SanderO

Costumes

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I understand that ballet and opera companies have huge wardrobe departments. But do dancers ever actually own their costumes?

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If a dancer pays for a costume, they own it. When a dancer performs as a guest artist often, it is worth the price of a costume (tutus, for example, can be very expensive). This way, you have what you need when you need it, and what fits and looks good on you. Sometimes, dancers can borrow costumes if it works out that the costume might not be needed, but one can't always count on that....Generally, companies do not like to loan costumes.

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If a dancer pays for a costume, they own it. When a dancer performs as a guest artist often, it is worth the price of a costume (tutus, for example, can be very expensive). This way, you have what you need when you need it, and what fits and looks good on you. Sometimes, dancers can borrow costumes if it works out that the costume might not be needed, but one can't always count on that....Generally, companies do not like to loan costumes.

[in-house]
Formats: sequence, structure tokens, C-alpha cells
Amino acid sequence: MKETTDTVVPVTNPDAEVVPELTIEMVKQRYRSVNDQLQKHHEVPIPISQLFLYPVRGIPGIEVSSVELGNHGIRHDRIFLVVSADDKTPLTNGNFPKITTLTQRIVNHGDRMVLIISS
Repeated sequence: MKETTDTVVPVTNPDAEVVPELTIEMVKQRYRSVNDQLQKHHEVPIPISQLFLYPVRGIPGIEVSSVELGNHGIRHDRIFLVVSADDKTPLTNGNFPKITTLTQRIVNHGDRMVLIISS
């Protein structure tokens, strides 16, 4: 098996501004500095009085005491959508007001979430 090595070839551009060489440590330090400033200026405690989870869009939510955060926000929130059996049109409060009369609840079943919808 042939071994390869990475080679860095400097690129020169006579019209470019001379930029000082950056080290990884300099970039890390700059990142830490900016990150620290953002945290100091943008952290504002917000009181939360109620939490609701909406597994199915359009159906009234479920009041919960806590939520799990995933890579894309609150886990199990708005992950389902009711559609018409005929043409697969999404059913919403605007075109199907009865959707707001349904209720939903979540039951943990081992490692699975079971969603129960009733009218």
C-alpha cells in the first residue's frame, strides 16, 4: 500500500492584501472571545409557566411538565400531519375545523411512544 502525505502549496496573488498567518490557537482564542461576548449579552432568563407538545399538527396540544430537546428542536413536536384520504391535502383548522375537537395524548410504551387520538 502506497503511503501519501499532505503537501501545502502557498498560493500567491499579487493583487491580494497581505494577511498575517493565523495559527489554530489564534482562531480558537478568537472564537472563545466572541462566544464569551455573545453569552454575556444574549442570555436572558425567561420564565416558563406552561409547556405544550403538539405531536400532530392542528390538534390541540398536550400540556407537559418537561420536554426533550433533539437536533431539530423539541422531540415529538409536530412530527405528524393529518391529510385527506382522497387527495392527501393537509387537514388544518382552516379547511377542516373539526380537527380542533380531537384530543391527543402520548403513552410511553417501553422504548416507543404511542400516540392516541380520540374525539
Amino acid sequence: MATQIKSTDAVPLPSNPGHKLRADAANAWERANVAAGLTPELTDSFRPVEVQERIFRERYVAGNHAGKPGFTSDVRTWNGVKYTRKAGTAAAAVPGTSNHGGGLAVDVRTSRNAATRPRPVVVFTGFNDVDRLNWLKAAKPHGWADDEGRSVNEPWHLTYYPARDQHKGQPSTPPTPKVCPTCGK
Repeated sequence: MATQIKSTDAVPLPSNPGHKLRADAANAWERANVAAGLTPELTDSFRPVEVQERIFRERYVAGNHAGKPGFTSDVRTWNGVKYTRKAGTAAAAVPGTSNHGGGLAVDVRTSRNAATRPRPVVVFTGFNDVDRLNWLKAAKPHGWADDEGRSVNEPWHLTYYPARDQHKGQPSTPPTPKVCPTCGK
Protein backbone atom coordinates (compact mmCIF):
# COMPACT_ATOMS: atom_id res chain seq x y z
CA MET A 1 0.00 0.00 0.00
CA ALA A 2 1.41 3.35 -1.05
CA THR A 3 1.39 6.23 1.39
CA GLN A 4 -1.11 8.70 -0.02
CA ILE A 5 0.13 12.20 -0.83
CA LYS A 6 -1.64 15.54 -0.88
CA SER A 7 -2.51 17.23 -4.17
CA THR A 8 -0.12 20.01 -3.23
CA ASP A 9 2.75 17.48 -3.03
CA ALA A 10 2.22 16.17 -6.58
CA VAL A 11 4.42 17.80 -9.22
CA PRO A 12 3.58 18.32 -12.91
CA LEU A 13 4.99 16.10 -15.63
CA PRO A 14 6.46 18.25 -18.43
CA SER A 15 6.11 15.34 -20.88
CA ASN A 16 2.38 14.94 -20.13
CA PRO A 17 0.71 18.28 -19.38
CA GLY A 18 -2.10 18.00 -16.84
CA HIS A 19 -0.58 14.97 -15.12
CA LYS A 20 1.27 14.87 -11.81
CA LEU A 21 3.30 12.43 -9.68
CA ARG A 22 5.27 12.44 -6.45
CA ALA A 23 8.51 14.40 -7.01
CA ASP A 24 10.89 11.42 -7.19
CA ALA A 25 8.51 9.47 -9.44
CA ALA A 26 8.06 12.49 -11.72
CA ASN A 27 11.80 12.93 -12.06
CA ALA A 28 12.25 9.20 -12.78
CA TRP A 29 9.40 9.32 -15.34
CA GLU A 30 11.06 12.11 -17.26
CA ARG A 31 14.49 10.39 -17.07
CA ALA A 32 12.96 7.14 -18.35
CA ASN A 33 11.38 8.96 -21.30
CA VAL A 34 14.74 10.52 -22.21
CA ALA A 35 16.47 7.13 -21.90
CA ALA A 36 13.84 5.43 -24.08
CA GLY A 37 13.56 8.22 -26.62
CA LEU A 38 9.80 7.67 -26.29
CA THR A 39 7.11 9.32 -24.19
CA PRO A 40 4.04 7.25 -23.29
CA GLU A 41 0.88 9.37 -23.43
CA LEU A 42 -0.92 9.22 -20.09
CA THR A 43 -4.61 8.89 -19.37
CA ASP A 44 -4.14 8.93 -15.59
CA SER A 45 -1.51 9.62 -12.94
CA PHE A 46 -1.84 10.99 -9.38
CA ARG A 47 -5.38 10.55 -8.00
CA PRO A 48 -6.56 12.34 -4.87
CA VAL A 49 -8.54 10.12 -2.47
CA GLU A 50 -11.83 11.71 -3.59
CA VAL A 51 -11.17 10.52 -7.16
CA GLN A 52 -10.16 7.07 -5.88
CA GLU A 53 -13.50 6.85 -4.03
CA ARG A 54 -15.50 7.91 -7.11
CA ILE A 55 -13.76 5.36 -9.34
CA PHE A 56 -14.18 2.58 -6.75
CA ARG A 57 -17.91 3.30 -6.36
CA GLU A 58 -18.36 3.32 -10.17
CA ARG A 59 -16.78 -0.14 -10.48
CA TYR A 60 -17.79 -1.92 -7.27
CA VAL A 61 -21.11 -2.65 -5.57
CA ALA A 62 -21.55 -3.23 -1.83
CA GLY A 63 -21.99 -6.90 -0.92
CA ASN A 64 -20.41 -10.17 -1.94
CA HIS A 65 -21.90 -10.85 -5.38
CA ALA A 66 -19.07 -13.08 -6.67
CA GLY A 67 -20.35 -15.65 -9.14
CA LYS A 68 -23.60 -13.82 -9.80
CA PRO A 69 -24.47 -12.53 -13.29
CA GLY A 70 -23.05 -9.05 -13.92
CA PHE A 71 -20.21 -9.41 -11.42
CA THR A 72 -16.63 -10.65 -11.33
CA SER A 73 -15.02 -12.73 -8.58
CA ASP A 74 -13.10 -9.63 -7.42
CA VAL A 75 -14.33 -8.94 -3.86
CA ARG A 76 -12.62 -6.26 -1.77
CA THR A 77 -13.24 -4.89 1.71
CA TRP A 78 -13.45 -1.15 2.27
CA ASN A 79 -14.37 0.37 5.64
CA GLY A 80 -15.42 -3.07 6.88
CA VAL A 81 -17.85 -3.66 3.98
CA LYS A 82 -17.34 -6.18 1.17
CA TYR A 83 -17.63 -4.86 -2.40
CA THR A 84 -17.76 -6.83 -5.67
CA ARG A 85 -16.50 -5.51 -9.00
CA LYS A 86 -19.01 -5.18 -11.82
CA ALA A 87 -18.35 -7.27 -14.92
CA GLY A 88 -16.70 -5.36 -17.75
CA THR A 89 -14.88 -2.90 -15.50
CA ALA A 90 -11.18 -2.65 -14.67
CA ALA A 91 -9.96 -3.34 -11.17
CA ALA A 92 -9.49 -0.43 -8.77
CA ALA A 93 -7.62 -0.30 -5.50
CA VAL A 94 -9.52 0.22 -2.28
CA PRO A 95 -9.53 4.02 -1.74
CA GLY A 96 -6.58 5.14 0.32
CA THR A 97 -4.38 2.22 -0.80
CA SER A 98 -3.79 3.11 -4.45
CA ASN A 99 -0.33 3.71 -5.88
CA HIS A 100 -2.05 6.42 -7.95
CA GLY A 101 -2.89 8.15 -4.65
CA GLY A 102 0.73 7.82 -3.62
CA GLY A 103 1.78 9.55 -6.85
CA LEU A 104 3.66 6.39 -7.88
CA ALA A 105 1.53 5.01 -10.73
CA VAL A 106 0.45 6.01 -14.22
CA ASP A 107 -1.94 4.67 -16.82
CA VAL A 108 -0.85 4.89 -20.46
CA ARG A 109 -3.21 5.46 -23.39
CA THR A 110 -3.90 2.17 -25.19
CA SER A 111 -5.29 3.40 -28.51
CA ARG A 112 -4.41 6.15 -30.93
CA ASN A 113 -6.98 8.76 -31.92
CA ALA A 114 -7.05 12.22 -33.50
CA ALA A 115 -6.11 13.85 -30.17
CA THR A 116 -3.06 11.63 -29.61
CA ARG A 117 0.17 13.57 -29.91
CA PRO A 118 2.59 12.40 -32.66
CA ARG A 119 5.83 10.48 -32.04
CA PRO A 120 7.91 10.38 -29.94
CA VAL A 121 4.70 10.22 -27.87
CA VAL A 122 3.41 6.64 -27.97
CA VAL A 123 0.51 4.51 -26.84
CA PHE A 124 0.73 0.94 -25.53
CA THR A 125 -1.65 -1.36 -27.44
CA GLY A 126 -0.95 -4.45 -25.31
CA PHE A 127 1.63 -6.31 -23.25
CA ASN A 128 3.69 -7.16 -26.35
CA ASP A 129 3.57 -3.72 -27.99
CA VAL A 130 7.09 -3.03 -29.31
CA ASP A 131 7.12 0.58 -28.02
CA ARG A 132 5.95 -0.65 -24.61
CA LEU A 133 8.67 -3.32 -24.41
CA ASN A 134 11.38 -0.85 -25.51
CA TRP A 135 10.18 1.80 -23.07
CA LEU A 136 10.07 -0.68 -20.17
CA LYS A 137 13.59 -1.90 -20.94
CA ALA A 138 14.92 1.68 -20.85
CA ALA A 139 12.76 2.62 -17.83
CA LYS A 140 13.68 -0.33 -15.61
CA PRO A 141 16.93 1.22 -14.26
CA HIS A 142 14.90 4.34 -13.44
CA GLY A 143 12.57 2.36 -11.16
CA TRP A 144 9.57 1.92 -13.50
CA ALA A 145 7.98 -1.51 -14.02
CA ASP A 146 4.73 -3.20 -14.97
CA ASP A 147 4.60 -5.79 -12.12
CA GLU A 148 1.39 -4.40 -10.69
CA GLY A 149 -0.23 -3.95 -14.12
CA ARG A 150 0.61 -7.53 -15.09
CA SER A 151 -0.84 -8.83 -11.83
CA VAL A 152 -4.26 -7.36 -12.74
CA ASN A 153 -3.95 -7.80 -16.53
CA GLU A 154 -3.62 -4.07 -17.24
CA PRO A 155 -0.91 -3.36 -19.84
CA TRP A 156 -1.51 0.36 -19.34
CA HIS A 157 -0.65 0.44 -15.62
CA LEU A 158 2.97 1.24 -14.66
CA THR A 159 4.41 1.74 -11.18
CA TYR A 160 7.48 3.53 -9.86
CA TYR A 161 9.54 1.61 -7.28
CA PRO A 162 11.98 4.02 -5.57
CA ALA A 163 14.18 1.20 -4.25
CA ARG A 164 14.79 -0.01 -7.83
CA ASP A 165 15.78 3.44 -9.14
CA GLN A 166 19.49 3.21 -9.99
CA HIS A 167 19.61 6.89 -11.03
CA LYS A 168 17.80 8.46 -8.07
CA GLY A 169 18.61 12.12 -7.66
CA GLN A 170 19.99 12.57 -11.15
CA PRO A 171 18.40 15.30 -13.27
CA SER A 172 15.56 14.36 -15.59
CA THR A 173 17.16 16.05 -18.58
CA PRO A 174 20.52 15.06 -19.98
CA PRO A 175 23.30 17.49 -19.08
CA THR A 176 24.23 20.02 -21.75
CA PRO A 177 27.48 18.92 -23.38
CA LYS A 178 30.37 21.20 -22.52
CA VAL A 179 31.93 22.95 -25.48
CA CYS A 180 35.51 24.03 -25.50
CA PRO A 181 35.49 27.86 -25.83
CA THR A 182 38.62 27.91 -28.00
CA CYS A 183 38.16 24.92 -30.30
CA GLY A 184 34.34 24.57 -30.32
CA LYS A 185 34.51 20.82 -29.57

When my local dance academy was performing Nutcracker this year, both of our guest soloist brought their own costumes. He had a very nice outfit (from Kirov Ballet), but she had the most tattered dress for the parts before the PDD. I know she was borrowing that one from her company. The tutu looked very new and professional, though, in the end/PDD.

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It also depends on the dancer. I know Sylvie Guillem only wears her own costumes.

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Male dancers also have stocks of standard costumes. Black waistcoat, white shirt, with or without bow for "Les Sylphides", standard black tunic for Black Swan, all-purpose gray gilet, apple-green tunic, because it goes well with rosy-pink....

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